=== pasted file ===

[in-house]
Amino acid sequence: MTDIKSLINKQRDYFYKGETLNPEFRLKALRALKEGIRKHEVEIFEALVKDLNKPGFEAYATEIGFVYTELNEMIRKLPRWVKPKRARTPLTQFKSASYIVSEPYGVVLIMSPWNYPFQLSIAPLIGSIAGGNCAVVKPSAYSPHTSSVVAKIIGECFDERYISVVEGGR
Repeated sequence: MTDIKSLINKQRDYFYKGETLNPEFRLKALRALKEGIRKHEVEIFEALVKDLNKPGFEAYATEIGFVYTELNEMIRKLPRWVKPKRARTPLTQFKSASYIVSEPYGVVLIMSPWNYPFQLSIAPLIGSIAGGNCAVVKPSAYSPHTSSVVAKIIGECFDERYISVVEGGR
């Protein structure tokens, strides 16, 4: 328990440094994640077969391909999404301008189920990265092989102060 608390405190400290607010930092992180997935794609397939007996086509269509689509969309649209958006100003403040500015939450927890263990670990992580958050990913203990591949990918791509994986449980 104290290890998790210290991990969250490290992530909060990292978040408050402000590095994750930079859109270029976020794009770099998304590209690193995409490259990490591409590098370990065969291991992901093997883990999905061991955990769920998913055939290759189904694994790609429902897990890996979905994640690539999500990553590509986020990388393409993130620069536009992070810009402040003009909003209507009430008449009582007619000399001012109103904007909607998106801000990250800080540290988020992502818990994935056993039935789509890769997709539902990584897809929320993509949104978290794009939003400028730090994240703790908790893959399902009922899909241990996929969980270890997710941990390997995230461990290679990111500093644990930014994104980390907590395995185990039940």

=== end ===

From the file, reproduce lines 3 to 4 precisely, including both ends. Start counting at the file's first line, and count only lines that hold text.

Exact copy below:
Repeated sequence: MTDIKSLINKQRDYFYKGETLNPEFRLKALRALKEGIRKHEVEIFEALVKDLNKPGFEAYATEIGFVYTELNEMIRKLPRWVKPKRARTPLTQFKSASYIVSEPYGVVLIMSPWNYPFQLSIAPLIGSIAGGNCAVVKPSAYSPHTSSVVAKIIGECFDERYISVVEGGR
């Protein structure tokens, strides 16, 4: 328990440094994640077969391909999404301008189920990265092989102060 608390405190400290607010930092992180997935794609397939007996086509269509689509969309649209958006100003403040500015939450927890263990670990992580958050990913203990591949990918791509994986449980 104290290890998790210290991990969250490290992530909060990292978040408050402000590095994750930079859109270029976020794009770099998304590209690193995409490259990490591409590098370990065969291991992901093997883990999905061991955990769920998913055939290759189904694994790609429902897990890996979905994640690539999500990553590509986020990388393409993130620069536009992070810009402040003009909003209507009430008449009582007619000399001012109103904007909607998106801000990250800080540290988020992502818990994935056993039935789509890769997709539902990584897809929320993509949104978290794009939003400028730090994240703790908790893959399902009922899909241990996929969980270890997710941990390997995230461990290679990111500093644990930014994104980390907590395995185990039940």